Once the struts were removed, cleaned and straightened, the re-installation began with prepping the surface to remount the struts.  Upon completion, we used a forklift and ratchet straps to reinstall the struts in the boat. To ensure exact alignment, we used an optical scope.  Optical Scope Alignments or “Scoping” for short; is the most advanced method for obtaining a perfect marine shaft alignment with struts, shaft logs, engines or v-drives.  Scoping is the latest generation of alignment technology and far more advanced than the old piano wire system and even laser alignments. The Optical Scope Alignment allowed our mechanics to make exact adjustments to ensure that the struts were perfectly seated to the haul.

To finish the re-installation of the struts, we use CHOCKFAST® ORANGE to fill the gaps between the strut installation and the hull of the boat.  CHOCKFAST is an engineered epoxy chocking material that is used to cast-in-place permanent machinery supports for all sizes and types of main engines and marine auxiliary equipment. Because it conforms precisely to any surface profile, CHOCKFAST eliminates the machining of foundation and mounting surfaces as well as the fitting of the old-style steel chocks.

CHOCKFAST® Orange is a conveniently pourable, two-component, structural epoxy “chock” that replaces tediously fitted steel shims (or steel chocks) assuring exact contact with machined or un-machined equipment bed plates. This is the only method to gain an accurate alignment without complicated line boring or other machining processes.

This yacht is now ready to get back on the open seas for new adventures and smooth sailing.

Need Running Gear and Hydraulic Work Done on your Yacht – Work with Us

2017 July 11
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by Chris Brown

A 106’ Westport yacht was recently hauled at Lauderdale Marine Center for a variety routine maintenance projects including shaft work, bearing replacements and an overhaul on several hydraulic systems. To streamline the process and help the captain and crew better manage the project, they contracted with both High Seas Yacht Service for the running gear portion and High Seas Hydraulics to handle the hydraulics work.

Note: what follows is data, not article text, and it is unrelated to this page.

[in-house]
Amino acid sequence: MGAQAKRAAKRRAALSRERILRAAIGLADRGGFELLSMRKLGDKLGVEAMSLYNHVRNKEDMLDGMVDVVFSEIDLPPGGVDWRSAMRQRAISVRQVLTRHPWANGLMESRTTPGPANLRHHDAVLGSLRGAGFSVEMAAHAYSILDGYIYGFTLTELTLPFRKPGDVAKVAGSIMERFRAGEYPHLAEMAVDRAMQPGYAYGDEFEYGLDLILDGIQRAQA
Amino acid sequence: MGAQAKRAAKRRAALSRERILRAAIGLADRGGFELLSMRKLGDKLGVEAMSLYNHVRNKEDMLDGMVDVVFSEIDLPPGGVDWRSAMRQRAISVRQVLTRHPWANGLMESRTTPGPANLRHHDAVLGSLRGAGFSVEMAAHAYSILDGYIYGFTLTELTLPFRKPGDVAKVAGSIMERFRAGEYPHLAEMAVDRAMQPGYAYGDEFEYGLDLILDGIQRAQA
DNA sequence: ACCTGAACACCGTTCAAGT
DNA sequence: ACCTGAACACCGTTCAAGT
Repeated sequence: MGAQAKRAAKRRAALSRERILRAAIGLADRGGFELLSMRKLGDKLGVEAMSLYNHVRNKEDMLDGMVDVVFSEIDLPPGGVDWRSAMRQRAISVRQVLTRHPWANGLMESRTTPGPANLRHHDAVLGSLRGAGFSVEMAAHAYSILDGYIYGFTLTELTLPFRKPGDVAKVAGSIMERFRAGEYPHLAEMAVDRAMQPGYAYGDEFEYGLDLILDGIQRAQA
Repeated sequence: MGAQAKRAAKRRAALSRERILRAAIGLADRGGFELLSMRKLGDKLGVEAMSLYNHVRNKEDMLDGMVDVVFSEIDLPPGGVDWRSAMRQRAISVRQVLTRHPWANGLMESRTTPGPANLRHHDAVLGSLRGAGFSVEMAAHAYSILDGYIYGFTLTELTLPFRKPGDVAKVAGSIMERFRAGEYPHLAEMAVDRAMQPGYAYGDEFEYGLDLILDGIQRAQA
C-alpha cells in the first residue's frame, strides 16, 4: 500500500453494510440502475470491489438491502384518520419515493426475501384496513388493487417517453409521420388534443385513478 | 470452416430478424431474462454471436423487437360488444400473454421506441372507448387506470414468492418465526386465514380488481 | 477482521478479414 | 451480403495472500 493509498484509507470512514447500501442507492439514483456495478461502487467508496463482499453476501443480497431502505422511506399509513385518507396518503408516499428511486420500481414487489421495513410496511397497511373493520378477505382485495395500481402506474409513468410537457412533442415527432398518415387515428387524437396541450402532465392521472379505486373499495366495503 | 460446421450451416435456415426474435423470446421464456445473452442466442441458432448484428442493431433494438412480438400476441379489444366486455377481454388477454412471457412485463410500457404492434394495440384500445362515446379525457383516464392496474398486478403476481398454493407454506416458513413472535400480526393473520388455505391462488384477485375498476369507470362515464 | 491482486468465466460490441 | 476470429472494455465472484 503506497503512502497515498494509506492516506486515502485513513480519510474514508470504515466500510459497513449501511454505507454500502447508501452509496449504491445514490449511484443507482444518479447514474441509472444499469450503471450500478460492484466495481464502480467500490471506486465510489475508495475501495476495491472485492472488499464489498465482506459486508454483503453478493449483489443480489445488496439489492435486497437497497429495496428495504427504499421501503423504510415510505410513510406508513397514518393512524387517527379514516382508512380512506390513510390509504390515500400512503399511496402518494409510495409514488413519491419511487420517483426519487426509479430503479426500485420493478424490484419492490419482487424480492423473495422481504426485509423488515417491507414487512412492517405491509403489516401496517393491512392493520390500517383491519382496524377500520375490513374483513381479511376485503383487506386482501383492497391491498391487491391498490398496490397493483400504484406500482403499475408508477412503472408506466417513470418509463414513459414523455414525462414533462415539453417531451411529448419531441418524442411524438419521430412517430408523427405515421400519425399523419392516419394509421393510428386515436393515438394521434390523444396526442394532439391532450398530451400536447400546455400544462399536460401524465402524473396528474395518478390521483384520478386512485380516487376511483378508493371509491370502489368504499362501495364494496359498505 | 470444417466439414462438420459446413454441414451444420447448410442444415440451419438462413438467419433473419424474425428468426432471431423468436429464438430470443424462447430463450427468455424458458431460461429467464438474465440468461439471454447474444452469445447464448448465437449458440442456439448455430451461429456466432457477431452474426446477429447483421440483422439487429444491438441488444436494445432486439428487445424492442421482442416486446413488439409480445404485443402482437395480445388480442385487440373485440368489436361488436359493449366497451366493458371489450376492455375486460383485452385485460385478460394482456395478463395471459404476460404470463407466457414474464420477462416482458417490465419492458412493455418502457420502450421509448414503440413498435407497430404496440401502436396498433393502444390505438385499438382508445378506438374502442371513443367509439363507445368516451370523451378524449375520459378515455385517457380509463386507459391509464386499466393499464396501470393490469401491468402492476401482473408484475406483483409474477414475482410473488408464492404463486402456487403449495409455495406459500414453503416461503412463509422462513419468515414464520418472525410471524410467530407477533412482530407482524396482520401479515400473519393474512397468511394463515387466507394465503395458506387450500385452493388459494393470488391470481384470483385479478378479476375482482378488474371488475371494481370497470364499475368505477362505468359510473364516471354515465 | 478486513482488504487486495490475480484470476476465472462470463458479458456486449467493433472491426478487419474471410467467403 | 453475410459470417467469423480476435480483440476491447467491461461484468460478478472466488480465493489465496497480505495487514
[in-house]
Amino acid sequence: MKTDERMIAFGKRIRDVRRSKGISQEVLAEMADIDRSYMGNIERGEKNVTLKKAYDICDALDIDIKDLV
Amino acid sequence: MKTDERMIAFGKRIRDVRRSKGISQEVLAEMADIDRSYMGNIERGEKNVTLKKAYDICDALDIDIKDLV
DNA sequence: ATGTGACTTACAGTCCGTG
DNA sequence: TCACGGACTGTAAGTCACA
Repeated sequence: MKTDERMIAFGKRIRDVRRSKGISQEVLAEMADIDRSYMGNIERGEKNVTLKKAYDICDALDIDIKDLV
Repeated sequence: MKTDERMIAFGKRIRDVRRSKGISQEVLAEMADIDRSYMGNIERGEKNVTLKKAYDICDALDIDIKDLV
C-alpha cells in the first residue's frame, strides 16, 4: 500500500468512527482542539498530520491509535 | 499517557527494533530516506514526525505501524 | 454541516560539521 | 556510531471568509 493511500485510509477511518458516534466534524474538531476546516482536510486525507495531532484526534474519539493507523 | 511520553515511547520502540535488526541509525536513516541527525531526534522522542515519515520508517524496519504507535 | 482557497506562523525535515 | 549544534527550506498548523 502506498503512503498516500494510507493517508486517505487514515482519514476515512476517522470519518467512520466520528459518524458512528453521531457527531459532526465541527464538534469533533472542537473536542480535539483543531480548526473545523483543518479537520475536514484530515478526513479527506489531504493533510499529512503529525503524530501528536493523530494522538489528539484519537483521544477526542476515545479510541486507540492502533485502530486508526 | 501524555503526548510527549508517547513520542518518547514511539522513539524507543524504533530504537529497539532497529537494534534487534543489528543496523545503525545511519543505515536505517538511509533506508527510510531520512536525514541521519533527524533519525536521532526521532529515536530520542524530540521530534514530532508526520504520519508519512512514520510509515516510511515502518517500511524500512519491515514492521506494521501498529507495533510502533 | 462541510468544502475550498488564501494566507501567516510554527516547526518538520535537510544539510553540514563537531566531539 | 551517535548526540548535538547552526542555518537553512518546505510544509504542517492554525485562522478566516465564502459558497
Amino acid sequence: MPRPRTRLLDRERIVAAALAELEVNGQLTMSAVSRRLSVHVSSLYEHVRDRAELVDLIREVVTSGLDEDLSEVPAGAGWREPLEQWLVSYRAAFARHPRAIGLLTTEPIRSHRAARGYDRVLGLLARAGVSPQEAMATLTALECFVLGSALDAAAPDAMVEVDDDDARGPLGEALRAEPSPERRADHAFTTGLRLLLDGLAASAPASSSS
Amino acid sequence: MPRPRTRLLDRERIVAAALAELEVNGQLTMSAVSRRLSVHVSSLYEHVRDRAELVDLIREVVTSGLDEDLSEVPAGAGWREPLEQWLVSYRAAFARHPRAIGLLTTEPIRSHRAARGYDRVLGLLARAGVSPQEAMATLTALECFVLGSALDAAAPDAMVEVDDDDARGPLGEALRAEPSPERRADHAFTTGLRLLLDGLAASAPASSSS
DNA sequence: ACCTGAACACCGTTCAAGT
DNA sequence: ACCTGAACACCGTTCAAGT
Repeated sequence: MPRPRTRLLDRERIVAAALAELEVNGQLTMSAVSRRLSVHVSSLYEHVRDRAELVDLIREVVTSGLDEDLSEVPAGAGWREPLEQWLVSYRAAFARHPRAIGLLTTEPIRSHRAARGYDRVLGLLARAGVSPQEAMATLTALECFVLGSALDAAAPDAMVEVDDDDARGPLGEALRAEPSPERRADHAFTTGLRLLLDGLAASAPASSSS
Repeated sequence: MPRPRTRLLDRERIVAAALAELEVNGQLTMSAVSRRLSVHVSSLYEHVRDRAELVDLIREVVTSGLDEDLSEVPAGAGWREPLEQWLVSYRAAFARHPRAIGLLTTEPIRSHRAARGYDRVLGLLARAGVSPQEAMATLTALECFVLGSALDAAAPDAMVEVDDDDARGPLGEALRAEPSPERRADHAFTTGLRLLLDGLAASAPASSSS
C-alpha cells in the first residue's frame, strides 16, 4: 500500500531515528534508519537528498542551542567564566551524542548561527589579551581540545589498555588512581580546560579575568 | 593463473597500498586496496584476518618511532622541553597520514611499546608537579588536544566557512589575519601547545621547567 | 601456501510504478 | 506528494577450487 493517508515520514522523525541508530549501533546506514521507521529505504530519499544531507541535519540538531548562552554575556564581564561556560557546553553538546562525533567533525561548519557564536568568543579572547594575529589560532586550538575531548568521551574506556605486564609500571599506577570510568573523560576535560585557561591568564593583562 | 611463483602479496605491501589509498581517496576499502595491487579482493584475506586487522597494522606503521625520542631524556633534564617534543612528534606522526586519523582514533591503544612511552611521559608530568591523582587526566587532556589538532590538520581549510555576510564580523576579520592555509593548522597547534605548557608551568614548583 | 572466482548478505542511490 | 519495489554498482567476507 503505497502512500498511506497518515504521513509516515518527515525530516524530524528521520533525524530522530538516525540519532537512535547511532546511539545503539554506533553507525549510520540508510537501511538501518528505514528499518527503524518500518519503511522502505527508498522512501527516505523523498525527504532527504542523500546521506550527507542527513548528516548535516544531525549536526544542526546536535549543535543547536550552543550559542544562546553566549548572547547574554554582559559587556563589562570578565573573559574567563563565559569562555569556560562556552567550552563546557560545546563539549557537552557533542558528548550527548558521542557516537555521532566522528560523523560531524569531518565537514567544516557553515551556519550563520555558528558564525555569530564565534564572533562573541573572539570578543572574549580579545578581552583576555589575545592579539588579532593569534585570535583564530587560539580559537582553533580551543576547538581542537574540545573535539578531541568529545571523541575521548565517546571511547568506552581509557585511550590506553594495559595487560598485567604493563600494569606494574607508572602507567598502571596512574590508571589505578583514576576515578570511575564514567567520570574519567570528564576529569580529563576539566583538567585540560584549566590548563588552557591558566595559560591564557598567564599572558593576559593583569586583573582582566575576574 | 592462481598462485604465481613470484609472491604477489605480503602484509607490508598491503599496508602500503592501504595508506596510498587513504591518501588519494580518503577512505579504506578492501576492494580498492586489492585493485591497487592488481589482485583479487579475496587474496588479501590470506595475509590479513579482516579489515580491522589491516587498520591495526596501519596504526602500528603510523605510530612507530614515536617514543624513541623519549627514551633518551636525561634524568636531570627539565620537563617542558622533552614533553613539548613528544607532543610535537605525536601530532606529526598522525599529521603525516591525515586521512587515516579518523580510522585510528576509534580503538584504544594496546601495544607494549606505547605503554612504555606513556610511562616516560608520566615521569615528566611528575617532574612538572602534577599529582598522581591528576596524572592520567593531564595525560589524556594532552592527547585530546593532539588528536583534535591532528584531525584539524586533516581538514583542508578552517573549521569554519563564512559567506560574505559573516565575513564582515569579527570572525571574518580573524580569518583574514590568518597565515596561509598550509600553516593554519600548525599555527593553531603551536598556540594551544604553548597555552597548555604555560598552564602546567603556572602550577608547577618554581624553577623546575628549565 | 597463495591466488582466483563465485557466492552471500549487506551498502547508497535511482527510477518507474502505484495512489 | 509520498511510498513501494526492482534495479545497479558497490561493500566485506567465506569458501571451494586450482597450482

Our running gear mechanics inspected the shafts to ensure they were straight and aligned and replaced the bearings and seals. Normal wear and tear associated with running the vessel and prolonged exposure to salt water makes this task a necessary evil for properly maintaining the boat. As seen in the adjacent photo, there was a visible gap where the cutlass bearing adjoined to the shaft.

We were also commissioned to replace the seals on the lower stabilizer fins. ABT Trac, one of the more popular brands, recommends changing the lower stabilizer fin seals every couple of years but at least every six years depending on use. The components on the stabilizer are constantly working except is absolute calm seas, so the wear and tear can be considerable. After dropping the fins, we proceeded to change out the old lower stabilizer fin seals with new ones, check the hoses and cylinders, then reassembling the units.

In addition to the routine maintenance on the stabilizer systems, we flushed the entire hydraulic system using the simple drain, filter, fill approach commonly referred to in our shop as a DFF. This type of flush is more of an “oil change” and is part of routine maintenance. It is not appropriate where a more serious condition such as water, metal particles or other contaminants are found in the oil. The process calls for draining the hydraulic tank, changing out the filters and refilling the tank with hydraulic fluid.

To round out the work on this Westport, we did an overhaul on the bow thruster, single Maxwell windlass, the boat’s heat exchangers and the hydraulic steering system which was slow to respond.

From running gear to hydraulics, our teams at High Seas Yacht Service and High Seas Hydraulics, make easy work of maintaining the systems that make your vessel safe and operating smoothly.

Eliminating Engine Vibrations – Is a Strut Alignment the Answer?

2017 June 5
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by Chris Brown

We recently worked on a 96-foot Ferretti yacht that had run aground and was experiencing considerable engine vibrations. Our field technicians with High Seas Yacht Service inspected the boat and found that the shafts were bent and one of the struts was bent and out of alignment. After pulling the props and shafts, we sent the shafts off to our machine shop, Straight Line Marine for straightening. Once the shafts were back in true, we sent them back to the vessel for re-installation after performing a full strut alignment on the vessel.

Strut alignment is often overlooked when trying to determine the cause of vibrations in a boat. All too often the first or second course of actions are shaft straightening or engine alignment when the root of the problem may lie in the struts. Struts can be out of alignment due to poor factory set-up or a hard grounding causing a bent or twisted strut.

Strut alignments are complex and require special tools and experienced mechanics. Once a strut is removed from the boat it is a major repair and should only be done by specialist in this field.

We begin the process with an optical scope alignment for precision measurements of the misalignment. In order to align the strut, it must be removed or dropped from the bottom of the boat. All strut bolts are removed and a considerable force is applied to break the bond between the strut and the hull. Proper equipment and safety are a major concern since some struts can weigh hundreds of pounds.